S2 E26 | Citizen Seed Funding: An Investment in Our Future


S2 E26 Citizen Seed Funding: An Investment in Our Future

Thank you for joining us to celebrate the virtues of self-rule and debate the state of our republic. Welcome to the Citizens Prerogative Podcast.

Discussion topics in this episode:

  • We’re on the hunt for solutions and one or more of the various flavors of universal basic or supplemental income programs looms large. The more that MVP and RWJ look into these ideas, the more water they seem to hold and more potentially beneficial their side effects. They are even coining a new term and tagline for it: Citizen Seed Funding empowering generations to come. This idea aligns with the tenants of Doughnut Economics and is reminiscent of that comment regarding life having the propensity to leave conditions conducive to life. In this regard, seed funding would have the potential to be as restorative and empowering for generations of people in society, just as seeds beget life.
  • We all deserve freedom. Part of being free is having your own agency to choose. That extends to the capitalist market systems we have in place. People should be empowered to a position of choice when it comes to whether or not to participate, under what conditions, and for how long. Today we’re born into it and have to scramble for better odds (through relationships) and/or leverage (demanded skills), but it’s not how it has to be. People can be born free to choose how and when to participate in the commercial economy. They can use it to serve a need and not become beholden to it. And we will participate in sufficient quantities, because it’s quite lucrative, even with a universal basic or supplemental income feature installed.
  • How’s it work? It can work a multitude of ways, however for illustrative purposes, here’s what it looks like: The government keeps depositing stimulus checks into people’s accounts who make less than $40,000 USD. That’s it.
  • How do you pay for it? Again, a multitude of ways, but they should be limited to revenue streams that are not fickle or place an undue burden on economic activity. The easiest places are from wealth, estate transfer, and market activity (buy/sell) taxes. We’ll be diving in more in the future.
  • Then what? Just wait and see. As people start to become used to the stability of a seed income, they will begin taking new risks. We’ll see new kinds of businesses, art projects, social projects, and communities bloom. People will go to school and re-tool in order to create and sustain new economic opportunities. We’ll see a new economic floor established by sustained consumer spending. Many of our unbanked will open new accounts to receive and spend their funds and many former unbanked may open their own banks. Most importantly, homelessness and hunger will be reduced to a lower level than ever in history. All made possible through the deployment of seed funding.
  • Do we have to have universal health care for it to work? NO. We do have to have viable healthcare marketplaces where people can ensure they use some seed funds for coverage. They may be eligible for additional assistance through state Medicaid programs without affecting the amount of seed funding received. Likewise, seed funding would have no bearing on qualification for other programs like Pell grants, Medicare, Medicaid, Social Security, Disability, alimony, etc.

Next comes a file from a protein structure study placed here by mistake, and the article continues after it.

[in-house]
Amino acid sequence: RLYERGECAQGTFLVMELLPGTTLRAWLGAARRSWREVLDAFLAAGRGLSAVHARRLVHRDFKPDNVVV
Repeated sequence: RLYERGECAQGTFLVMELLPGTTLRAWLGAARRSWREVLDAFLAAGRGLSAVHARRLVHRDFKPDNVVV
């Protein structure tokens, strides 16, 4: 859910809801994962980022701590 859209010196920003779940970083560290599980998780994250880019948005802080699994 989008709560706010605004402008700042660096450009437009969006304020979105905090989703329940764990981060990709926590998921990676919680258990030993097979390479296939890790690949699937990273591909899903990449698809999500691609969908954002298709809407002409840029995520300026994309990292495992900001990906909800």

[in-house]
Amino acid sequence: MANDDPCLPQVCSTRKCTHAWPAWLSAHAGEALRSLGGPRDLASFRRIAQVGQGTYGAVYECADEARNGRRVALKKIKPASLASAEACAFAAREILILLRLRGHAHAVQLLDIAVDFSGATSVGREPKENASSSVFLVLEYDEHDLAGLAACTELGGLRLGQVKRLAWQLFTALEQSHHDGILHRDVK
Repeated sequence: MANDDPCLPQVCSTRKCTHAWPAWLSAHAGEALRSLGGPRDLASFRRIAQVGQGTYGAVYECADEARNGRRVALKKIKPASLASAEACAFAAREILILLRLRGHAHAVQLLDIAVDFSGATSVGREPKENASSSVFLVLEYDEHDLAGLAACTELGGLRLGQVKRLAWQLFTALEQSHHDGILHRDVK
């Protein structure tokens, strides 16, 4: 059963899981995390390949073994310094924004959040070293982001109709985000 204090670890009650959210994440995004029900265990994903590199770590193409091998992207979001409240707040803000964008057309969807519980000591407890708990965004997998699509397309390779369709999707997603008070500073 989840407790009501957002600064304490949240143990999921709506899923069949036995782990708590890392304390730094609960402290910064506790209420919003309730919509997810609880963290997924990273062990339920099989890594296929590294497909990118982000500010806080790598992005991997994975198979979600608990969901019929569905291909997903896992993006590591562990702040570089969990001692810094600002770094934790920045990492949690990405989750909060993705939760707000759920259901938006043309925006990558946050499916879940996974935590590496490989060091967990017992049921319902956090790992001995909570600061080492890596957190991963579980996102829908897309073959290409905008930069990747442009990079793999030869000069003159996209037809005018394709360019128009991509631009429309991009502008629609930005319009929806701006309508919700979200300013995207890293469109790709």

• Call to Action: Keep an eye out for all of the valuable activity that is currently unpaid. These are of the many things humans do without a financial motive. As a species, some behaviors are intrinsically motivated. Our very nature compels us to do things, not to be idle. Raising children is no small feat and we shortcut it drastically today due to “work-life” balance or single-parent households. Caring for our wise elders is another responsibility that requires a modicum of fortitude and today is mostly outsourced to the lowest bidder. Our time in those roles is valuable outside of and in support of the economy. Now imagine sustaining those human investments minus the financial stress of boom and bust. An improvement, no?


  • Michael V. Piscitelli
  • Raymond Wong Jr.

More info

  • Minor notes: This is episode 26 despite MVP calling it 27 during the episode. Also, the term he was looking for was “Performance Art” in reference to Yerba Buena Center for the Arts.
  • The History of the Monopoly is a nice synopsis of the genesis of the game including a feature on The Landlord’s Game (same page), upon which it is based. One notable is the fact that the original (by Elizabeth Magie cira 1902, patented in 1904) featured two different set of rules: Monopoly and Anti-Monopoly and it was intended as a teaching tool to juxtaposition progressive policies against the lazie-fair status quo. 

Special thanks to

  • Our ongoing supporters, thank you!
  • Our sponsor CitizenDoGood.com .
  • Intro music sampled from “Okay Class” by Ozzy Jock under creative commons license through freemusicarchive.org.
  • Other music provided royalty-free through Fesliyan Studios Inc.







Image: Future Worker Lifecycle by Citizen Do Good.


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